On 26 December 2016 members of the Eurasian Economic Union (EAEU) approved and signed the new Customs Code (EAEU Customs Code). There is only one exception – the Customs Code has not yet been signed by Belarus.
With that, the EAEU Customs Code will come into force after it has been signed by Belarus and ratified by all member states of the EAEU. The document is expected to come into force not earlier than 1 July 2017.
The EAEU Customs Code counts over 1,000 pages, and it is designed to systematize and codify over 20 international treaties of the EAEU in the sphere of international trade, including on customs valuation, rules of origin, customs clearance of goods delivered via international mail, etc. After the adoption of the EAEU Customs Code the above mentioned international treaties of the EAEU would be repealed. The EAEU Customs Code is aimed at making customs operations more transparent and provides instruments that would facilitate interaction between businesses and state authorities by reducing paperwork and direct contact with customs officials. The main changes introduced by the EAEU Customs Code (in comparison with the currently effective Customs Union Customs Code) include the following:
- Simplification of customs procedures, including:
- release for internal consumption customs procedure (i.e., the standard import customs regime): special provisions on application of the procedure to the products of processing that were imported to the EAEU territory under the inward customs processing procedure and re-exported outside of the EAEU territory (subject to certain conditions);
- temporary import customs procedure: the right to use temporarily imported goods on the whole territory of the EAEU without payment of customs duties and taxes;
- customs procedures of inward and outward processing: revised list of processing operations which includes modernization of goods;
- customs warehouse customs procedure: special provisions for goods in unassembled or disassembled conditions, more detailed provisions on the application customs payments.
- The legal status of the importer of record (i.e.,””declarant”) has been revisited with respect to foreign legal entities and their local branches and representative offices, allowing them to use various customs procedures that so far have not been practically applied within the EAEU (for example, the customs procedure of customs warehouse);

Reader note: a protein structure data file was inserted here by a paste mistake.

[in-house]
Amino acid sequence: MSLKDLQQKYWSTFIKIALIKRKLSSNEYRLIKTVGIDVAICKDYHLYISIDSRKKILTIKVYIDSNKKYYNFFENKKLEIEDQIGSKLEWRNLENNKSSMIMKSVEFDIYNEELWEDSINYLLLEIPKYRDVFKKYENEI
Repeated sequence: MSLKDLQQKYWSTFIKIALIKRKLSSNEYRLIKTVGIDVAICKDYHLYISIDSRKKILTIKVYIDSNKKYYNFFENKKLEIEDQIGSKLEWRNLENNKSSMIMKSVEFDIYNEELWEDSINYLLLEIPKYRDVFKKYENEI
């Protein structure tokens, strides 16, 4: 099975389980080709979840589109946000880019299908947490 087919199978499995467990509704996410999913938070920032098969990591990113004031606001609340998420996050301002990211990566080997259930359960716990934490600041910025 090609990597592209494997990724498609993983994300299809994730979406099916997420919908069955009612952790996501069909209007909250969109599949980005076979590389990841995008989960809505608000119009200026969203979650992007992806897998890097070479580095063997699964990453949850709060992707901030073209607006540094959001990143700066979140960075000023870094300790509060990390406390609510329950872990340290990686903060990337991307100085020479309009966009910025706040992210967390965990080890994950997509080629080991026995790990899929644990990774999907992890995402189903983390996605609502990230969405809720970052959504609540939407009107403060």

- The EAEU Customs Code introduces new measures targeted on simplification of customs clearance formalities, including the following:
- The automatic release of goods with the use of information systems of the customs authorities and excluding any direct interactions between the importers of record and the customs officers;
- The customs clearance mechanism named “single window” (i.e., the importers of record should not provide once again any documents or information for customs clearance purposes, when relevant copies thereof already are available in the electronic customs database of the EAEU);
- The statutory terms of performing certain customs clearance have been significantly reduced, that would allow the importers to complete customs clearance formalities faster (e.g., 4 hours for general import clearance instead of 24 hours presently in effect, etc.);
- A possibility to defer payment of import customs duties and taxes (subject to certain conditions).
- The legal status of authorized economic operator (AEO) is significantly modified. The EAEU Customs Code establishes three categories of AEO differentiated by specific qualification criteria, requirements and certain specific simplifications in the sphere of customs clearance. Under the new regulations the AEOs will become entitled to apply a wider scope of simplifications, including: (i) priority in performing certain customs operations, (ii) release from the obligation to provide security of customs payments, or a possibility to provide such security in a lower amount subject to certain conditions, (iii) priority for participation in various pilot projects performed by customs authorities, (iv) assignment of a lower risk score in the customs risk management system, and (v) the right of distant clearance – i.e. ability to clear the goods with clearing customs posts located in other regions of the same EAEU member state than the region where the goods are actually imported/located, etc.
The EAEU Customs Code contains a large amount of references to customs regulations of the EAEU and national legislation of the EAEU member states, which would respectively require adoption of a large number of relevant implementing regulations.